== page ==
Bulgaria’s Borissov Clinches Pact on Minority CabinetElizabeth Konstantinova
Boyko Borissov, the leader of Bulgaria’s Gerb party that fell short of winning an outright majority in October elections, secured an agreement on a minority cabinet and presented it to President Rosen Plevneliev.
The new cabinet, which will be voted on in parliament tomorrow, includes the Reformers’ Bloc and plans to draw support from two other parties, the Patriotic Front and the Alternative for Bulgarian Revival, Borissov said today. It will have to address the bankruptcy of Corporate Commercial Bank AD, the country’s fourth-largest lender whose license was revoked by the central bank today, and revise this year’s budget.
“We face many crises, domestic and external,” Plevneliev told reporters in Sofia today. “The country needs leadership and responsibility.”
Borissov is to lead Bulgaria’s fifth government in two years as the Balkan nation grapples with a widening budget deficit, a stagnant economy and pressure from the European Union to overhaul its institutions. Gerb and the Reformers will have 107 seats in the 240-member assembly, marking the third minority government in five years in the EU’s poorest state in terms of output per capita. They need 121 votes to win parliamentary confirmation.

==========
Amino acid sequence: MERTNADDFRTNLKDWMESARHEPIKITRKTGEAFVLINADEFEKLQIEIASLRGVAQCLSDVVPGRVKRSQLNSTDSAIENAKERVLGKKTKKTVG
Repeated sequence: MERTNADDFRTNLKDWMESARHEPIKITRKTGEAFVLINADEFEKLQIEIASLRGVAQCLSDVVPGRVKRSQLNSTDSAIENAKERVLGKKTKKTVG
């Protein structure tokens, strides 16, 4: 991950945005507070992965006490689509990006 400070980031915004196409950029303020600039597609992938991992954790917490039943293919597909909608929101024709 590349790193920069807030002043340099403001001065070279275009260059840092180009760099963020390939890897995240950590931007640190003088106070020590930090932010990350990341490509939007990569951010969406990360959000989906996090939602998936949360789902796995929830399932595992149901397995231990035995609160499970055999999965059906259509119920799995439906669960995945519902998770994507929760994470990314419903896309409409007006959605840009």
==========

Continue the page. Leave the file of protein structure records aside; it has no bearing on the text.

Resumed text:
The Alternative for Bulgarian Revival of former Socialist President Georgi Parvanov and the Patriotic Front have 11 and 19 seats, respectively. Both parties seek to cut electricity prices and raise state wages, while the Patriotic Front campaigned to reinstate Cold War-era surface-to-surface missiles on Bulgaria’s border with Turkey.
Borissov named Vladislav Goranov finance minister and reinstated several ministers who served in his previous cabinet in 2009-2013, including Tomislav Donchev in charge of EU funding, Liliana Pavlova as regional development minister and Ivaylo Moskovski as transport minister. Bozhidar Lukarski, Reformers co-leader, was named economy minister.
The Socialist party lost power in July following the seizure of Corporate Bank. The Socialists hold 39 seats and said they would neither join the coalition nor try to form a government on their own.
The Movement for Rights and Freedoms, which represents ethnic Turks in Bulgaria and has 38 seats, said it will vote against any government supported by the Patriotic Front.